Unless someone kept score during the entire 10-hour public hearing for the expansion of state Route 241, it would be hard to say who had a greater presence Sept. 22 at the Del Mar Fairgrounds. Based on a quick glance at the audience, it appeared project opponents sporting green or blue T-shirts stating “Save the Park: Stop the Toll Road” or “Save San Onofre” may have had a slight edge over proponents whose orange T-shirts proclaimed “It’s All Good,” “Live Better: Build Roads” or “Less Traffic: More Jobs.”
But for every speaker who vehemently opposed the toll road expansion, there was one who supported it with equal and opposite passion.
With high gas prices and efforts to decrease greenhouse gases, “people are demanding better public transportation, not more freeways,” Del Mar City Councilwoman Crystal Crawford said. Crawford was one of 51 elected officials scheduled to speak.
Oceanside City Councilman Jack Feller, on the other hand, described the 16-mile project as a “practical solution” about “people, safety and jobs.” Because the roadway could be used as an alternate evacuation route, Feller said it “could be a matter of life or death.” He also said it is vital to future tourism in the area. “If we don’t invest in transportation routes such as 241, visitors to San Diego will consider other areas,” Feller said. “This is a critical issue for North County San Diego.”
Feller’s colleague Esther Sanchez disagreed, saying the roadway would “decimate one of our most precious state parks.”
For every lawyer whose opinion was based on fact, there was another with the same argument.
“I simply ask you to uphold the law,” attorney and state Treasurer Bill Lockyer said. In February, the California Coastal Commission denied the project. The U.S. Department of Commerce held the Sept. 22 hearing after an appeal was filed by The Foothill/Eastern Transportation Corridor Agency, which is building the roadway. The Commerce Department has until Jan. 7 to overturn the denial if it deems the project benefits national interests.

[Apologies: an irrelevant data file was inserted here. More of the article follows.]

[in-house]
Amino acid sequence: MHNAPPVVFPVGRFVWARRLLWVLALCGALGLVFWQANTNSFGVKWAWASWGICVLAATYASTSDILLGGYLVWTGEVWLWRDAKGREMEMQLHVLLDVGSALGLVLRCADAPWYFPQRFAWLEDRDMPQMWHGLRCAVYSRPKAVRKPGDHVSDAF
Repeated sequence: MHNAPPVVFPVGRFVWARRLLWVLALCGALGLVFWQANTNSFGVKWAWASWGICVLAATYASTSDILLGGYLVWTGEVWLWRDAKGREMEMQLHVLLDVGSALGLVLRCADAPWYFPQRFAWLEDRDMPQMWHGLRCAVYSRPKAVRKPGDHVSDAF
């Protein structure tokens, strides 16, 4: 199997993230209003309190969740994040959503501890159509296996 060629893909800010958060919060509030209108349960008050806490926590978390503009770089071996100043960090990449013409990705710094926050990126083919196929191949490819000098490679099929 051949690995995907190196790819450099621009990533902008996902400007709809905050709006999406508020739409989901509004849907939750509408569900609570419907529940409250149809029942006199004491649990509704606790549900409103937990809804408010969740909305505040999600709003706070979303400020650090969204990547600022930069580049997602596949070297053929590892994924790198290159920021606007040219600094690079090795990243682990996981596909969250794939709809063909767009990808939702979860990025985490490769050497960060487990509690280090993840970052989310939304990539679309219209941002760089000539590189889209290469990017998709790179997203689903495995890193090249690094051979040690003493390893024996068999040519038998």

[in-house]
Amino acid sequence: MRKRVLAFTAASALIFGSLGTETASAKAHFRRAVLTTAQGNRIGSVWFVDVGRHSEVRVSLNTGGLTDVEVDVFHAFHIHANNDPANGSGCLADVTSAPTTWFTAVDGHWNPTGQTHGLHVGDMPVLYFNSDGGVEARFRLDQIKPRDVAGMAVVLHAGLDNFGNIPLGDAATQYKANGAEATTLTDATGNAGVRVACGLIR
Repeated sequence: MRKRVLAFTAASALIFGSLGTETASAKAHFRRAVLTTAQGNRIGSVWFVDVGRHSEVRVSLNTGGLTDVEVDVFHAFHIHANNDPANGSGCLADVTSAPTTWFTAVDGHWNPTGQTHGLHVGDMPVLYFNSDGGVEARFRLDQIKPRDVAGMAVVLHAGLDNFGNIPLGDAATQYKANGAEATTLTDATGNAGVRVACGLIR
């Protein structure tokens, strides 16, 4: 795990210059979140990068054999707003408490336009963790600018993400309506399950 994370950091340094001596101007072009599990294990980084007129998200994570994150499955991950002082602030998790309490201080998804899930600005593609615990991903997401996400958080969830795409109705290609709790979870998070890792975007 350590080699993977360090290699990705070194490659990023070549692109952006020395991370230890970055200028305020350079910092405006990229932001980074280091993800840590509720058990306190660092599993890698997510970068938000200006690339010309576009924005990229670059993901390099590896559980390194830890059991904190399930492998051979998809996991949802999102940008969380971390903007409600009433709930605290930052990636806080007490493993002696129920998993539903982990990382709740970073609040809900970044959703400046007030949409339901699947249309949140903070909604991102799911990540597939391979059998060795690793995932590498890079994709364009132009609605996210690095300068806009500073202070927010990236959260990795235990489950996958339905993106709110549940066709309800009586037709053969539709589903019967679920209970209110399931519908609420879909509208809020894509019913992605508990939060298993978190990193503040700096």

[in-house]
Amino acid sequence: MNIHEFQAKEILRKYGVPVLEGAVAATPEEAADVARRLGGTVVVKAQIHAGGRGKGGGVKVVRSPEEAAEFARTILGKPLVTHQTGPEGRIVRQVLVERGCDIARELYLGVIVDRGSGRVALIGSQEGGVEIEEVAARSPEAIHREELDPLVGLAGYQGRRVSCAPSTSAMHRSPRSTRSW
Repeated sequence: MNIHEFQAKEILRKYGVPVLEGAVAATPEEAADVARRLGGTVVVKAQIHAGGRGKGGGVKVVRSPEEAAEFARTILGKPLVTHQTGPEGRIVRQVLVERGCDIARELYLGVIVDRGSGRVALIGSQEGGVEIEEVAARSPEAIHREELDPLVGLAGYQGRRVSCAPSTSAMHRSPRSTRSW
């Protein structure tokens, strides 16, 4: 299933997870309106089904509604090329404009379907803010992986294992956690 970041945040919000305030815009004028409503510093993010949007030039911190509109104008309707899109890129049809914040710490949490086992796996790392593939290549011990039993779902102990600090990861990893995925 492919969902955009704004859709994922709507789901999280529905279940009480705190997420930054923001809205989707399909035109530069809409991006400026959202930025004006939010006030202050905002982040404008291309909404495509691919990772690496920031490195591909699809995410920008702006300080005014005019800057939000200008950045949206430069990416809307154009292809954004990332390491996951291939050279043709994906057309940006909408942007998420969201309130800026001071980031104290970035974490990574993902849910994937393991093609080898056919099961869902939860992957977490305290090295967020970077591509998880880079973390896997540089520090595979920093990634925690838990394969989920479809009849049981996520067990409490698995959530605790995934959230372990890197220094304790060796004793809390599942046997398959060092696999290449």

Speaking as a lawyer, Lockyer said the standards to override the decision cannot be met. “There is no compelling national interest,” he said, noting that “there are reasonable alternatives.” As state attorney general, Lockyer said he filed two lawsuits in 2006 to block the project.
In response, Lake Forest City Councilman Peter Herzog said it was a simple case of contractual agreements, which “any lawyer should stand behind.”
Known as the Foothill South project, the extension has been in development since 1981. It is the final segment of the 241 toll road that currently ends at Oso Parkway. If completed, the toll road would connect to Interstate 5 near San Onofre State Beach, a park area established in 1971 by then-Gov. Ronald Reagan. Plans have the road cutting through the state park.
In all, 657 people requested to speak, although only about 155 were expected to be able to provide testimony. Officials from the National Oceanic and Atmospheric Administration, the Commerce Department agency facilitating the hearing, tried in vain to convince the audience to express their views quietly with a thumbs up or thumbs down. But attendees couldn’t resist sharing their opinions about each speaker’s stand with boos, cheers, applause and an occasional comment such as, “Stop selling our state.”
There was a pro for every con, with supporters claiming the route will reduce traffic and improve lives, and opponents fearing irreparable environmental damage to the park, beach and well-known surf spot Trestles.
State Sen. Mark Wyland, whose 38th District includes the project area, said according to a study by Scripps Institute of Oceanography, the surf will not be affected. He said Route 241 “is the only viable option,” a conclusion drawn after nearly three decades of research and a six-year, $18 million study. In response to widening Interstate 5 to relieve traffic, Wyland said, “It will not happen.” He said there is no money for such a project and it would adversely affect too many homes, businesses, schools and churches. He also said the project “meets the needs of Camp Pendleton.”
Solana Beach Mayor Dave Roberts disagreed. He said an encroachment on training needs at Camp Pendleton should not be permitted. “That does a disservice to our troops and their families,” Roberts said. “Let our Marines train in a safe, secure area.”
Solana Beach City Councilwoman Lesa Heebner said the project would offer short-term and questionable gains. “With all due respect to the Commerce Department, the Coastal Commission got it right,” she said.
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